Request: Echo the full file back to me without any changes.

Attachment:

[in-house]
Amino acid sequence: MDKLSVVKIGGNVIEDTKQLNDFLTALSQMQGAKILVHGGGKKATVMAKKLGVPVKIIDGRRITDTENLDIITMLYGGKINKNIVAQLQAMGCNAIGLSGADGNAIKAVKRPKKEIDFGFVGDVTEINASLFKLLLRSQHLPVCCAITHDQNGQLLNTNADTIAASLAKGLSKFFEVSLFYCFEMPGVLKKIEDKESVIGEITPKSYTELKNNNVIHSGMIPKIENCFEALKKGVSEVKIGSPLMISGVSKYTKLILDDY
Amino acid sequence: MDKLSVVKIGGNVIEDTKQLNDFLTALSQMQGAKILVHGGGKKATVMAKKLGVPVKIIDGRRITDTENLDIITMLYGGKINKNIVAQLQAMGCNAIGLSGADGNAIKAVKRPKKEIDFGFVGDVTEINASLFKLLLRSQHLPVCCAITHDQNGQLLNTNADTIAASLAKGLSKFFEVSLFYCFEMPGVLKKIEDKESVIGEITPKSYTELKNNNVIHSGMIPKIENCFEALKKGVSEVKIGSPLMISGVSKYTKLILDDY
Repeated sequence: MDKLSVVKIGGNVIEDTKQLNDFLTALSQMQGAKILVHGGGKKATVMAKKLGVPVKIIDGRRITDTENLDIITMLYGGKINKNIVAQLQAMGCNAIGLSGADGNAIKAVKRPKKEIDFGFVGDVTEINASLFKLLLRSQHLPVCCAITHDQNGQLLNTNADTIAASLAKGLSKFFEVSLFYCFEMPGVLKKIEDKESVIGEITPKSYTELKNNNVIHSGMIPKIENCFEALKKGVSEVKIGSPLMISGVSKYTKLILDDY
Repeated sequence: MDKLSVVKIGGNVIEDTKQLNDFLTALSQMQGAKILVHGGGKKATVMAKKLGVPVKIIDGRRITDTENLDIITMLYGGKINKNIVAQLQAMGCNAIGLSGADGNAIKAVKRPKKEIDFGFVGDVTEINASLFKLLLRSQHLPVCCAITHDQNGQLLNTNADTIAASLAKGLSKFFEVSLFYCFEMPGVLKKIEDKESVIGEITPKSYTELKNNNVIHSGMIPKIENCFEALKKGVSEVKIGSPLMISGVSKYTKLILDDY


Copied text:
[in-house]
Amino acid sequence: MDKLSVVKIGGNVIEDTKQLNDFLTALSQMQGAKILVHGGGKKATVMAKKLGVPVKIIDGRRITDTENLDIITMLYGGKINKNIVAQLQAMGCNAIGLSGADGNAIKAVKRPKKEIDFGFVGDVTEINASLFKLLLRSQHLPVCCAITHDQNGQLLNTNADTIAASLAKGLSKFFEVSLFYCFEMPGVLKKIEDKESVIGEITPKSYTELKNNNVIHSGMIPKIENCFEALKKGVSEVKIGSPLMISGVSKYTKLILDDY
Amino acid sequence: MDKLSVVKIGGNVIEDTKQLNDFLTALSQMQGAKILVHGGGKKATVMAKKLGVPVKIIDGRRITDTENLDIITMLYGGKINKNIVAQLQAMGCNAIGLSGADGNAIKAVKRPKKEIDFGFVGDVTEINASLFKLLLRSQHLPVCCAITHDQNGQLLNTNADTIAASLAKGLSKFFEVSLFYCFEMPGVLKKIEDKESVIGEITPKSYTELKNNNVIHSGMIPKIENCFEALKKGVSEVKIGSPLMISGVSKYTKLILDDY
Repeated sequence: MDKLSVVKIGGNVIEDTKQLNDFLTALSQMQGAKILVHGGGKKATVMAKKLGVPVKIIDGRRITDTENLDIITMLYGGKINKNIVAQLQAMGCNAIGLSGADGNAIKAVKRPKKEIDFGFVGDVTEINASLFKLLLRSQHLPVCCAITHDQNGQLLNTNADTIAASLAKGLSKFFEVSLFYCFEMPGVLKKIEDKESVIGEITPKSYTELKNNNVIHSGMIPKIENCFEALKKGVSEVKIGSPLMISGVSKYTKLILDDY
Repeated sequence: MDKLSVVKIGGNVIEDTKQLNDFLTALSQMQGAKILVHGGGKKATVMAKKLGVPVKIIDGRRITDTENLDIITMLYGGKINKNIVAQLQAMGCNAIGLSGADGNAIKAVKRPKKEIDFGFVGDVTEINASLFKLLLRSQHLPVCCAITHDQNGQLLNTNADTIAASLAKGLSKFFEVSLFYCFEMPGVLKKIEDKESVIGEITPKSYTELKNNNVIHSGMIPKIENCFEALKKGVSEVKIGSPLMISGVSKYTKLILDDY